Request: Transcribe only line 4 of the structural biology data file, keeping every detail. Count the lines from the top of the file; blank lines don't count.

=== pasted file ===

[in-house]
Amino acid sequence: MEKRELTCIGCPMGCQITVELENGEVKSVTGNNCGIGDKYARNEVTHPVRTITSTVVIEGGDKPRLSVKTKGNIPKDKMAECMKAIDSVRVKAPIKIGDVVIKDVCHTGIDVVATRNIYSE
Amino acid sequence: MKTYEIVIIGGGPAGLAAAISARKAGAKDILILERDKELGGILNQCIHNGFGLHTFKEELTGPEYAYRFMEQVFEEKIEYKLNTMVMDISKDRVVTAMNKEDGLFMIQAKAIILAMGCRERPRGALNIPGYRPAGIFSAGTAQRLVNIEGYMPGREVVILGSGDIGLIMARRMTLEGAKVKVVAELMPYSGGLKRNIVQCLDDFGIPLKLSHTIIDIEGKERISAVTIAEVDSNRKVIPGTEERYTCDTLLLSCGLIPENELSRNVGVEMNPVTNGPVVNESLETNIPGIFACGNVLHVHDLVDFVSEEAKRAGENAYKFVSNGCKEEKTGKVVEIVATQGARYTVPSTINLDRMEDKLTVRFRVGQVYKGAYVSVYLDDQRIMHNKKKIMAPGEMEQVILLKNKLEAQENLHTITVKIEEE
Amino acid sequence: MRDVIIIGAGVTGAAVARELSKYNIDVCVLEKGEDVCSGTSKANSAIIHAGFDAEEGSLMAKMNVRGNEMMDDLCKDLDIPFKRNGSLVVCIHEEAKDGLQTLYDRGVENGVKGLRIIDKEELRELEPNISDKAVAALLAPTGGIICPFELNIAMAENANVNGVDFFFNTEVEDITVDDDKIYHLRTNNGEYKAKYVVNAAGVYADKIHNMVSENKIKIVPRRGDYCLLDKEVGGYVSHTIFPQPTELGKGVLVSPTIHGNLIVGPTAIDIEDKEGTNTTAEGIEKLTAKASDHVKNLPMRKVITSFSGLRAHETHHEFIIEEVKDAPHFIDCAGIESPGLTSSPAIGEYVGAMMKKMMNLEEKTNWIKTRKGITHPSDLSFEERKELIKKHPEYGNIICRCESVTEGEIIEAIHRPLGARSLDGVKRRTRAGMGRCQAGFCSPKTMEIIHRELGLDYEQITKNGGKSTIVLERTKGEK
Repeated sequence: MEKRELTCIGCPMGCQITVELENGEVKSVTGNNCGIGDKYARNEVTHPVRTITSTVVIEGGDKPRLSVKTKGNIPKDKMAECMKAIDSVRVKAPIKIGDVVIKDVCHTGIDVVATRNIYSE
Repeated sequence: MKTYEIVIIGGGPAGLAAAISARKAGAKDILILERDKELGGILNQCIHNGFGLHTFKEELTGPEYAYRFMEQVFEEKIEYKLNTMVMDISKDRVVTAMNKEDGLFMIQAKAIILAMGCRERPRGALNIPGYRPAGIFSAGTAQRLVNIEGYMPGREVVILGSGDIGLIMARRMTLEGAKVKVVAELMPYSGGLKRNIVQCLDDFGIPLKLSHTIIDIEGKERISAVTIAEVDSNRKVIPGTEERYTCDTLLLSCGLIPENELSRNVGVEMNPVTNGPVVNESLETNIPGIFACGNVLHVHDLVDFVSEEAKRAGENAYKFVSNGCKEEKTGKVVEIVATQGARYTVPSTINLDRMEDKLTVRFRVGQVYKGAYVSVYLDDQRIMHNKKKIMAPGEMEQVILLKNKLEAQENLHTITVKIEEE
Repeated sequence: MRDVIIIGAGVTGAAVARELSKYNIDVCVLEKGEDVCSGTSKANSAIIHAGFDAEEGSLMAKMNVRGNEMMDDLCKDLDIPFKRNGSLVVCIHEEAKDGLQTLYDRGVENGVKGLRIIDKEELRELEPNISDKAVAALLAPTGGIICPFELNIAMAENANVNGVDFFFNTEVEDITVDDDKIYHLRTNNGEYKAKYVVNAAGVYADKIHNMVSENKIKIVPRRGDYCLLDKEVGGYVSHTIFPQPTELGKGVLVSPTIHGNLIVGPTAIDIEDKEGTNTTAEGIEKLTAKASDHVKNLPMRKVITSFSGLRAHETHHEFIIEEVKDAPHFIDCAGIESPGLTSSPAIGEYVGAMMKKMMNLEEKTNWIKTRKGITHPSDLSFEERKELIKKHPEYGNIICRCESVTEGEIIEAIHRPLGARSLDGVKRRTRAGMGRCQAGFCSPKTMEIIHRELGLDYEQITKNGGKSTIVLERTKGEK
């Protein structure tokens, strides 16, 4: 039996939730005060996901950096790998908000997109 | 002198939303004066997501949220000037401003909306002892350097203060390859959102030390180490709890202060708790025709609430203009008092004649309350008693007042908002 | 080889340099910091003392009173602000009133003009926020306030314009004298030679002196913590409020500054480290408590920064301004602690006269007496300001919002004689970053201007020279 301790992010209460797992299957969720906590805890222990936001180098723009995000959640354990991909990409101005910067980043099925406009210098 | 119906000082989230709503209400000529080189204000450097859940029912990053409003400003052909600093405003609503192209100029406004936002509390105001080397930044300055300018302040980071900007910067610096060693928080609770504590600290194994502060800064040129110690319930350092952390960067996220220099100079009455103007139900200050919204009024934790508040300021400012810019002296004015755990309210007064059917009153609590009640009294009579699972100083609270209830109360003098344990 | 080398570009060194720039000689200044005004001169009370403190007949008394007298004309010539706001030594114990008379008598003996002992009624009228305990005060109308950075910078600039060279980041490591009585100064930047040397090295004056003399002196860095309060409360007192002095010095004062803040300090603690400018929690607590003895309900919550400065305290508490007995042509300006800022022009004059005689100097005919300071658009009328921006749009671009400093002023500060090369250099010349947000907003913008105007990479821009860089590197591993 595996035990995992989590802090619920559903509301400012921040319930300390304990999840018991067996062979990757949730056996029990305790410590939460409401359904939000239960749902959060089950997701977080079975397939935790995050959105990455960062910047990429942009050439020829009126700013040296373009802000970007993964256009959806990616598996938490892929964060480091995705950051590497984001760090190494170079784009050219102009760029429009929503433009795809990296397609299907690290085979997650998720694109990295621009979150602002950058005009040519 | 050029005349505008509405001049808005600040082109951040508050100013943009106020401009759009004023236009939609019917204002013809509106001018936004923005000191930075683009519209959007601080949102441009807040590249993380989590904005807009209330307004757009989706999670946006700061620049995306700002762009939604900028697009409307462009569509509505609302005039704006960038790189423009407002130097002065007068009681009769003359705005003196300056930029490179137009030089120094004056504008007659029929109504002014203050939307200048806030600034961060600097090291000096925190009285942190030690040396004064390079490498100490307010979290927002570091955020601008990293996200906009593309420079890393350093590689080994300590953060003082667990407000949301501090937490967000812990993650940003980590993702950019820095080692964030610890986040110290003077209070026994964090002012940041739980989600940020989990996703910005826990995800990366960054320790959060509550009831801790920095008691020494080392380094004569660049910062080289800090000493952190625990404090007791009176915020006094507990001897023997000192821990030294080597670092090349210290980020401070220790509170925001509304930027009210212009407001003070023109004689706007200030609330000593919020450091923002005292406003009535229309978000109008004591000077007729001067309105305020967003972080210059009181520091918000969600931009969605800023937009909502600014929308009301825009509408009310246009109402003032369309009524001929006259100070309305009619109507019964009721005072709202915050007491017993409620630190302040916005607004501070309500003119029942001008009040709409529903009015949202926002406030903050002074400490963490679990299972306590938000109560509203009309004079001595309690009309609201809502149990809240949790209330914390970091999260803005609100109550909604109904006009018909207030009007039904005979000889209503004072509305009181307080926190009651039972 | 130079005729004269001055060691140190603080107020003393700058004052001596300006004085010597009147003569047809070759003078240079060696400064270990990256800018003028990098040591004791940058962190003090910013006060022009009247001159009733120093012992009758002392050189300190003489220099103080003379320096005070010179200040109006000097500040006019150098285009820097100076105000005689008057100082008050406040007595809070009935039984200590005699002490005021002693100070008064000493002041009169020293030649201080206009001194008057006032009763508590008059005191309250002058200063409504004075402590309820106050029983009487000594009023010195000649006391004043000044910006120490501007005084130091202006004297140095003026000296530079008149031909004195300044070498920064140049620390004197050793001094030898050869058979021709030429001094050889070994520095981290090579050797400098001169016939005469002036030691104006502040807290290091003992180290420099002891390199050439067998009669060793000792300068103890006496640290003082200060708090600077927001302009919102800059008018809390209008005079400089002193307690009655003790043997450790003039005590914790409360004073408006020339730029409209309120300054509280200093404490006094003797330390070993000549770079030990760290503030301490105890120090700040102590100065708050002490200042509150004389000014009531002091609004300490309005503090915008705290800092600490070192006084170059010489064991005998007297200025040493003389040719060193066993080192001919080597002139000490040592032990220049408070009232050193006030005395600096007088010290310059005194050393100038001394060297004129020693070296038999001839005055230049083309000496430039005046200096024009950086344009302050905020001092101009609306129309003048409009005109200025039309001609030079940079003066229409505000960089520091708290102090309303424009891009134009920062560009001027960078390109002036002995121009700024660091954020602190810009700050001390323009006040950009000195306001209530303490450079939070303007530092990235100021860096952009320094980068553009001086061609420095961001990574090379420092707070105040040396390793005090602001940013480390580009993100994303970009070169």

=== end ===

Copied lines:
Amino acid sequence: MRDVIIIGAGVTGAAVARELSKYNIDVCVLEKGEDVCSGTSKANSAIIHAGFDAEEGSLMAKMNVRGNEMMDDLCKDLDIPFKRNGSLVVCIHEEAKDGLQTLYDRGVENGVKGLRIIDKEELRELEPNISDKAVAALLAPTGGIICPFELNIAMAENANVNGVDFFFNTEVEDITVDDDKIYHLRTNNGEYKAKYVVNAAGVYADKIHNMVSENKIKIVPRRGDYCLLDKEVGGYVSHTIFPQPTELGKGVLVSPTIHGNLIVGPTAIDIEDKEGTNTTAEGIEKLTAKASDHVKNLPMRKVITSFSGLRAHETHHEFIIEEVKDAPHFIDCAGIESPGLTSSPAIGEYVGAMMKKMMNLEEKTNWIKTRKGITHPSDLSFEERKELIKKHPEYGNIICRCESVTEGEIIEAIHRPLGARSLDGVKRRTRAGMGRCQAGFCSPKTMEIIHRELGLDYEQITKNGGKSTIVLERTKGEK